LISTEN: Dr. Walter Williams Says Many College Students Should Not Be In College

, Alex Nitzberg, 1 Comment

Many of the young Americans who pursue higher education should not be in college, Dr. Walter Williams said during an interview on The Alex Nitzberg Show. On the podcast, the George Mason University Professor of Economics said that according to some statistics “close to” half of college freshman need remedial education, which indicates that those students have not achieved a 12th grade-level education. He describes their high school diplomas as “fraudulent.” Dr. Williams also said that, according to Richard Vedder, many college graduates are working in low-skill jobs that do not require a college degree.

The admission of unprepared students is one of the issues Dr. Williams highlighted when asked about problems in modern academia and what he would change. “Well, one, I would make sure that students come to college that are prepared to do college work instead of having to dumb down courses,” he said.

Dr. Williams also said that he would want students to study liberal arts while in college. “Right now kids can go through college and not get these courses,” he said. “They just have a, a mishmash of courses that they can choose and then later on they’ll get their degree.” He noted that a lack of history education makes people susceptible to ideas like abolishing the Electoral College.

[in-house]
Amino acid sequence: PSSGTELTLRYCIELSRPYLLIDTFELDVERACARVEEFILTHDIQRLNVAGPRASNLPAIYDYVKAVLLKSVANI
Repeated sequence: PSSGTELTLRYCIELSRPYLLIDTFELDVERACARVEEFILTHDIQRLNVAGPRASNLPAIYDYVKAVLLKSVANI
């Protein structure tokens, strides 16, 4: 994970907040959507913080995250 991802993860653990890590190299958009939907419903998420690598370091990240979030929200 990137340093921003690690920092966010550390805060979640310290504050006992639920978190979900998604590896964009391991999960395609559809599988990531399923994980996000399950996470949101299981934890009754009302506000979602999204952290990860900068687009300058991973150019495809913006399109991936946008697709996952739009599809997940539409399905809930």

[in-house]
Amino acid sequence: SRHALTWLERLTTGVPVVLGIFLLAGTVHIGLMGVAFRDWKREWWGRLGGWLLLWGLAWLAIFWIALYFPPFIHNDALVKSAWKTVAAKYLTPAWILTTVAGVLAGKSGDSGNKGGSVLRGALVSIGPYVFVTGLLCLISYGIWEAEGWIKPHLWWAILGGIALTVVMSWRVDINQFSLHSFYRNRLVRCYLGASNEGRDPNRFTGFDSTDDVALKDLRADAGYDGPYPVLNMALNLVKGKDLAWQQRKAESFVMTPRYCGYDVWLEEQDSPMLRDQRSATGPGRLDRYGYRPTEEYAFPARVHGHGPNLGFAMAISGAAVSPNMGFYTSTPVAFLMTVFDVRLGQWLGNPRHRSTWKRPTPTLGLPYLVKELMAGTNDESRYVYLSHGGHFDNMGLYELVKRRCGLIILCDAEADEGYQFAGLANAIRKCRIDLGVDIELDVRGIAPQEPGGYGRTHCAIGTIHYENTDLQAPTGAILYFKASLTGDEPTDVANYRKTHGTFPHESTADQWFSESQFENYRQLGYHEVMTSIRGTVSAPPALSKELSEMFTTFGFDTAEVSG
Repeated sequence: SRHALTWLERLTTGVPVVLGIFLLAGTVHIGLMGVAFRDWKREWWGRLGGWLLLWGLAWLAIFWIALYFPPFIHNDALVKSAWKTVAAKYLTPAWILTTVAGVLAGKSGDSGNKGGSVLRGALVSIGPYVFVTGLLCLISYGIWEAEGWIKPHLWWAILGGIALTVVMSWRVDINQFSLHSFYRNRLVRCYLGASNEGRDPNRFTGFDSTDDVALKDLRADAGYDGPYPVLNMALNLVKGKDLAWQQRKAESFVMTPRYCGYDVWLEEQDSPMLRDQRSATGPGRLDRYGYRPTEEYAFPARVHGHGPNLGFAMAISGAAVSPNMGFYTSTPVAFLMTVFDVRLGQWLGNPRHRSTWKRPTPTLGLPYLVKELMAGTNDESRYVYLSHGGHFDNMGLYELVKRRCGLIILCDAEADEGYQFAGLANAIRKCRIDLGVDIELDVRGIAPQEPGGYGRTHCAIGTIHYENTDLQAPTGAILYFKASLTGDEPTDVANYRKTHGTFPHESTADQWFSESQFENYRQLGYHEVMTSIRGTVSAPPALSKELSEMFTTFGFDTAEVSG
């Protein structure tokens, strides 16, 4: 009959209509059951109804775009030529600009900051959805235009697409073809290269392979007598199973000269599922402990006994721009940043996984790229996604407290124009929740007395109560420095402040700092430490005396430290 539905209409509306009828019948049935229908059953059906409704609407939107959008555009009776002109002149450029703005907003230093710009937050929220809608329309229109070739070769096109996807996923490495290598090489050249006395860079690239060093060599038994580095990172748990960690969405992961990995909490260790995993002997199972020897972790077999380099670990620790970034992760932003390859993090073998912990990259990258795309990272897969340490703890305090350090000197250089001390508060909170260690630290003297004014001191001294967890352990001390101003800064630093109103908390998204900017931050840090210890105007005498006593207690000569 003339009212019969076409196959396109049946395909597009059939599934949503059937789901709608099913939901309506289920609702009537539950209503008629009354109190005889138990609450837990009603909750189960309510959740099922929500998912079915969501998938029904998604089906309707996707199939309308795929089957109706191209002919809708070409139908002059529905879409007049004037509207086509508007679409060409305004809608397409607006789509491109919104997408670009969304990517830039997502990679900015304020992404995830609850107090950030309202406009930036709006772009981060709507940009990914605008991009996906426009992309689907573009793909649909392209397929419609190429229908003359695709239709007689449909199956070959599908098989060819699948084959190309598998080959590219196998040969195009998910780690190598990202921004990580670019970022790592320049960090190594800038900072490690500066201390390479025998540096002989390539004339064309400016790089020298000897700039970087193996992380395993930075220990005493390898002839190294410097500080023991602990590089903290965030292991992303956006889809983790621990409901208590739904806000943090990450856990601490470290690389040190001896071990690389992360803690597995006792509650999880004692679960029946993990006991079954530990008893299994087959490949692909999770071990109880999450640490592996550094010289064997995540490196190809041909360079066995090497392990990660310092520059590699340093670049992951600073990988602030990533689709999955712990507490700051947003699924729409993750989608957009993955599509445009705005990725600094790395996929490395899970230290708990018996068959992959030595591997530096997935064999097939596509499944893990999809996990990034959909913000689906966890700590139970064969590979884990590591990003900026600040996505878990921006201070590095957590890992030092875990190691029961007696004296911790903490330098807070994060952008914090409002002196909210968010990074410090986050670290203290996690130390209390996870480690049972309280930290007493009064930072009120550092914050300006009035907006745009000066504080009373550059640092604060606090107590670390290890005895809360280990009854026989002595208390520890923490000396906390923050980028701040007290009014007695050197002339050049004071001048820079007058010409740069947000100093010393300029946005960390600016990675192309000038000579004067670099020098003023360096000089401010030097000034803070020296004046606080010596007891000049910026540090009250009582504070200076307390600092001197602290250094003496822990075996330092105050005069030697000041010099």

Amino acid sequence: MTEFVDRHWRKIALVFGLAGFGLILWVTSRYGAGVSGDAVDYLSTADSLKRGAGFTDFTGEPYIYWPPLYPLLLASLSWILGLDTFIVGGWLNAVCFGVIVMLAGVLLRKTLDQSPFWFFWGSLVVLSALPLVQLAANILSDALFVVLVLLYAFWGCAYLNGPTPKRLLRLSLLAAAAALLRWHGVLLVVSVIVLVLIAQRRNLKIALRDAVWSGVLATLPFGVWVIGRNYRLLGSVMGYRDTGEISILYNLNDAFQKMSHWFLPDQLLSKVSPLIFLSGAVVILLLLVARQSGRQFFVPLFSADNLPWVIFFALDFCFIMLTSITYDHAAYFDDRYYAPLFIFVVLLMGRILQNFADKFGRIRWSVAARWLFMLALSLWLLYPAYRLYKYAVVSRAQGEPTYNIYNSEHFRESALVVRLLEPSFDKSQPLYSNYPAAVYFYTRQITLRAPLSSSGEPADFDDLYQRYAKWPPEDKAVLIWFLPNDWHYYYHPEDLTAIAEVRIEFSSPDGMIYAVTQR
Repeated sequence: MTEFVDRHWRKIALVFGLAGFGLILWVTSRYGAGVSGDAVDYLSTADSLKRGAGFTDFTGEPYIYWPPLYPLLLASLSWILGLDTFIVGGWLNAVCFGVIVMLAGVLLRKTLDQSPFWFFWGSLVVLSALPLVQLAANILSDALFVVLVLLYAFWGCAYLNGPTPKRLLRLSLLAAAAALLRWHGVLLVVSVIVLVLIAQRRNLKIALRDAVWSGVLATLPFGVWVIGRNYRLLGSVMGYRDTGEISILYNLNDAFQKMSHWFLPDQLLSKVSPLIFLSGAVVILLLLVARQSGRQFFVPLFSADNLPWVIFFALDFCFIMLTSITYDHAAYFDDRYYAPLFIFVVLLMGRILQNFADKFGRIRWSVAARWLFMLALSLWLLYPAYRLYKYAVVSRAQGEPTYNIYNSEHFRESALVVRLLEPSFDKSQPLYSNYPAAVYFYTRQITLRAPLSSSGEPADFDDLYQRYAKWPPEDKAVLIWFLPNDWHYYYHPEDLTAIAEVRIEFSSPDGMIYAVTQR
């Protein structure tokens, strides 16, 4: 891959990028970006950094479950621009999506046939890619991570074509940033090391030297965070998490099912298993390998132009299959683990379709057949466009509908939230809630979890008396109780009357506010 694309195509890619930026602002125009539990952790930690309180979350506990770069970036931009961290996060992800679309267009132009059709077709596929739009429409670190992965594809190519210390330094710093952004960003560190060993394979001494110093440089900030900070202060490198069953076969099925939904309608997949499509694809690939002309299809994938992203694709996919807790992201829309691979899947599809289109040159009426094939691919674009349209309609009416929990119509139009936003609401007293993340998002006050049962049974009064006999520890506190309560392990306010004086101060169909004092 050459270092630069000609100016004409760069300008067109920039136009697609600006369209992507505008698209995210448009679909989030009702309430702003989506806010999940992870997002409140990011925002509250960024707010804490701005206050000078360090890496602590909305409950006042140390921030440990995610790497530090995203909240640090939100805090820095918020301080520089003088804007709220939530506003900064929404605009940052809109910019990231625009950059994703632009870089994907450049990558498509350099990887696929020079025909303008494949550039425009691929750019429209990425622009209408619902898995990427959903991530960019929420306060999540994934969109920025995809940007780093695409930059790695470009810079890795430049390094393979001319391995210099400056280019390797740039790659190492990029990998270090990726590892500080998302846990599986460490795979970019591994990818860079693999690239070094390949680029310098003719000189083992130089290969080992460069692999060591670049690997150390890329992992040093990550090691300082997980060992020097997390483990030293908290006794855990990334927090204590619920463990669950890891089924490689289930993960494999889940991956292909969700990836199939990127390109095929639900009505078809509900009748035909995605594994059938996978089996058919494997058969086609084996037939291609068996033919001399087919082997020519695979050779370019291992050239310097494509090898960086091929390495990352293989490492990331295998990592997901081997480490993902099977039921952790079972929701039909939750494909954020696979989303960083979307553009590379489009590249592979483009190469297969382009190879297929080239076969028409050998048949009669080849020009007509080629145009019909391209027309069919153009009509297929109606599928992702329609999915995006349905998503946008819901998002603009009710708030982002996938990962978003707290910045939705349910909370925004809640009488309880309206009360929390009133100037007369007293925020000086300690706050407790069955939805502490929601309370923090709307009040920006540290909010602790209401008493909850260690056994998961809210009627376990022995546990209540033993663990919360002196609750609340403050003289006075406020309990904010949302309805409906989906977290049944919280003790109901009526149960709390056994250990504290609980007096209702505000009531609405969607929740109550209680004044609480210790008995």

He also pointed to the problem of “leftist bias” rampant on many campuses, noting that “many professors and administrators today are really the flower children of the 60’s and 70’s and they’re using their opportunity to, to indoctrinate students.”

He highlighted multiple factors for the large cost of higher education. He pointed out that prices were previously lower when there was “less government involvement” in the form of “grants and loans, and, and various subsidies to colleges.” He noted that institutions consider grants like Pell Grants a chance to increase tuition prices. Other reasons for the high costs include decreases in the amount of courses taught by each professor, non-educational expenditures (such as the construction of a bowling alley) and large quantities of college administrators. He said that at some institutions “administrators outnumber the professors close to two-to-one” and eliminating some of those positions is one way to lower college prices.

Listen to the full interview with Dr. Williams below: